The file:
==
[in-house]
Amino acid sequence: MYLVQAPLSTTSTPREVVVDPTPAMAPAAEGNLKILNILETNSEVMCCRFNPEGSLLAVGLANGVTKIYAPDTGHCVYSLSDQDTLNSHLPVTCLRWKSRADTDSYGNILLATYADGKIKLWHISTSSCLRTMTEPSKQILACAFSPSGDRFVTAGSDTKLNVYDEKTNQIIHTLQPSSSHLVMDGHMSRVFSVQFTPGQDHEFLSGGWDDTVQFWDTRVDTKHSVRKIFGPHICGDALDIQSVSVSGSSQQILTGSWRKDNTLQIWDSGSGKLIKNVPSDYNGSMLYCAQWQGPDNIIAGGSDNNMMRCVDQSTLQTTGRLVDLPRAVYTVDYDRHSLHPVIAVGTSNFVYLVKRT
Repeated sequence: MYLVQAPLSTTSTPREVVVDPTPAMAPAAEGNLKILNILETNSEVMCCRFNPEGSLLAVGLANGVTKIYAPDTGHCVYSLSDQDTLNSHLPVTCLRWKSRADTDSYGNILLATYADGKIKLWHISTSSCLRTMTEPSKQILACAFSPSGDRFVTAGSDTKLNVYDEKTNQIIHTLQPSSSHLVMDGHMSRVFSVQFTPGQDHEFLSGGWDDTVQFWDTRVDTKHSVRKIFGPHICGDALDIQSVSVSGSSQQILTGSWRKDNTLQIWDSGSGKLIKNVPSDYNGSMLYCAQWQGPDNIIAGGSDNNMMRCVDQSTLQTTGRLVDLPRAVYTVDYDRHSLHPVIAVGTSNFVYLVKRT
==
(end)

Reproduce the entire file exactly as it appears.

[in-house]
Amino acid sequence: MYLVQAPLSTTSTPREVVVDPTPAMAPAAEGNLKILNILETNSEVMCCRFNPEGSLLAVGLANGVTKIYAPDTGHCVYSLSDQDTLNSHLPVTCLRWKSRADTDSYGNILLATYADGKIKLWHISTSSCLRTMTEPSKQILACAFSPSGDRFVTAGSDTKLNVYDEKTNQIIHTLQPSSSHLVMDGHMSRVFSVQFTPGQDHEFLSGGWDDTVQFWDTRVDTKHSVRKIFGPHICGDALDIQSVSVSGSSQQILTGSWRKDNTLQIWDSGSGKLIKNVPSDYNGSMLYCAQWQGPDNIIAGGSDNNMMRCVDQSTLQTTGRLVDLPRAVYTVDYDRHSLHPVIAVGTSNFVYLVKRT
Repeated sequence: MYLVQAPLSTTSTPREVVVDPTPAMAPAAEGNLKILNILETNSEVMCCRFNPEGSLLAVGLANGVTKIYAPDTGHCVYSLSDQDTLNSHLPVTCLRWKSRADTDSYGNILLATYADGKIKLWHISTSSCLRTMTEPSKQILACAFSPSGDRFVTAGSDTKLNVYDEKTNQIIHTLQPSSSHLVMDGHMSRVFSVQFTPGQDHEFLSGGWDDTVQFWDTRVDTKHSVRKIFGPHICGDALDIQSVSVSGSSQQILTGSWRKDNTLQIWDSGSGKLIKNVPSDYNGSMLYCAQWQGPDNIIAGGSDNNMMRCVDQSTLQTTGRLVDLPRAVYTVDYDRHSLHPVIAVGTSNFVYLVKRT